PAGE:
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by stone

An exception to not tidying the garden

06/05/2012 in gardening, religion/philosophy

Heresy! Regular readers of this blog know that I condemn reckless tidying of the garden as worse than wasted effort, but as something that harms the garden…

For instance, I’ve posted a number of seedpod pictures.
Winter interest is a very fine thing, The seed-eating birds are able to enjoy the garden, the plants are able to replace themselves, I see where the plants are, and don’t attempt to plant new stuff into perceived empty spots, and leaving that stuff in situ means the nutrients remain in place for the next generation.

There are exceptions to every rule…

I cut down a patch of datura wrightii after the frost last winter, even though the datura seed-pods made spectacular winter photos…


I top-dressed the bed with some composted barn scrapings (manure) and over-seeded it with poppy seed.
The poppies came up and bloomed…


See additional pictures of the poppies or just click the picture…

I had to compete with the gold finches for the seed…

goldfinch, poppy seed pod

The datura started blooming again…

There’s something about succession gardening… In my Jeffersonville garden, I alternated the poppies with the zinnias, that worked well also.

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by stone

Winter Seedpods

01/29/2012 in winter gardening, xeriscape garden

It feels like time for another winter interest post.

I used to talk to people about the antics of the songbirds in the flower garden. They would claim to have never noticed the birds in the winter garden… These were people that were very interested in the birds, put up birdhouses everywhere, put out bird seed, kept shrubs that the birds used, even when the shrubs looked bad…

Eventually it dawned on me that they didn’t see the songbirds in the winter garden, because there was nothing there for the birds! The garden had been mutilated by felco!

Agalinis purpurea
is a very interesting native plant.
Agalinis occurrs naturally in most flower beds (in this area), serving as a host plant for the buckeye butterfly… and is usually pulled for a weed, long before the autumn bloom.

Mullein is another interesting plant… with an undeserved bad reputation. Seeing mullein growing in reckless abandon on the roadside leaves most people concerned that it could take over the garden.
Not so… mullein is actually kind of difficult to keep around.
A biennial, typically holds the poor soil as part of a succession, giving up it’s place to the next plant in a natural progression towards a climax forest.

Datura wrightii also has an undeserved reputation.
As an extremely drought tolerant native perennial with monster blooms, Datura deserves a prominent place in the unwatered southern garden.
For those people concerned about it’s reputation as being a dangerous drug… There are many plants grown in the traditional flower border that are dangerous drugs, this is just one more.

Sedum hardly needs an introduction, lots of people grow sedum, and I’ve seen some very nice snow pics of sedum this winter… Thankfully, there’s no snow in this pic… Hate the cold stuff….

I’ve been posting a lot of pictures of dalea pinnata this year. Summer’s Farewell is a new plant to me, it showed up a couple of years ago on my freshly scraped yard. Not being a turf person, my yard was permitted to demonstrate what potential cool plants were there as seed, merely waiting for a chance to shine.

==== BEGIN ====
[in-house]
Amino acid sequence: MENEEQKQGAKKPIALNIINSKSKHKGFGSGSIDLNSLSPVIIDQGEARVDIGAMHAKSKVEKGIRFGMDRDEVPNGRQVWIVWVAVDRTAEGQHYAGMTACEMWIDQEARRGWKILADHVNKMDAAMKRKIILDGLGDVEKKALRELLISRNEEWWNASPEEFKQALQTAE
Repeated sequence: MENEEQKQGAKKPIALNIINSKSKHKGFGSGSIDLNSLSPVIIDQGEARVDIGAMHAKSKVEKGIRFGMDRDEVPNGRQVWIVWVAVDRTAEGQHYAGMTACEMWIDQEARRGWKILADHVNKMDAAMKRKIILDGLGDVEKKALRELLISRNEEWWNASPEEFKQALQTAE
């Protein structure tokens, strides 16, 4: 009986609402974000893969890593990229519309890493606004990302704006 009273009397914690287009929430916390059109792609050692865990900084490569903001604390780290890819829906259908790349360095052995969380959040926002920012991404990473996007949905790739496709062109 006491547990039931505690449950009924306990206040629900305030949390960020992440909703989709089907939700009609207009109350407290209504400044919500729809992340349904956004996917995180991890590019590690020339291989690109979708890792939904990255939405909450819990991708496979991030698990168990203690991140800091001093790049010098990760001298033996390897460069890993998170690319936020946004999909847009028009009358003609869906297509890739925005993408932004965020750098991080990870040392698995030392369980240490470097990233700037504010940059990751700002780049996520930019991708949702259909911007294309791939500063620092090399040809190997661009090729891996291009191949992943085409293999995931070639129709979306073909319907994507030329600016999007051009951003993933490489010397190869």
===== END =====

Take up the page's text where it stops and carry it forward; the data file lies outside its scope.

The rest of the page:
This has to be one of my favourite methods of wildflower acquisition… Not planting anything!

I’ve grown Monarda punctata for years, and it never fails to satisfy. Another extremely drought tolerant native, monarda punctata doesn’t have the invasive qualities of the wetland monardas, and is a perennial, unlike the annual lemon mint that it closely resembles.

evening primrose is another attractive native biennial, which I added to my menu last winter…

Chenopodium is a non-native edible that I introduced to the vegetable garden to ensure that my diet included green-leafy veggies.
Magenta spreen is an attractive plant that doesn’t look out of place in the flower border. By leaving some plants to produce seed, I ensure that I get plants in the coming years.

Finally, Some pine-cones to brighten the post.

With a big blue bowl of a sky (typical of a Montana summer day), to serve as a backdrop, I think the seedpods showed up pretty well.

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by stone

more winter seedpods

02/07/2011 in gardening, native plants, winter gardening

It is my hope that these seedpods serve as a reminder that even during the bleakest winter months, there should always be something of interest in the garden…

sometimes, it’s simply a matter of recognizing the interesting stuff that is out there.

datura wrightii seedpod

datura seed pod
Plenty of seeds there… While the tobacco horn worm eats datura leaves, There isn’t too many critters that are brave enough to eat the seeds…

evening primrose seed pod

evening primrose seed pod
This complex seedpod belongs to the evening primrose… The seeds are often listed among the herbal medicinals… For that matter, so are the above seeds…

monarda punctata seedpods

monarda punctata seedpods
another medicinal…

Do you like winter seedpods as much as I do? Be sure to visit my other seed pod posts, Deadheading and More winter seedpods 1

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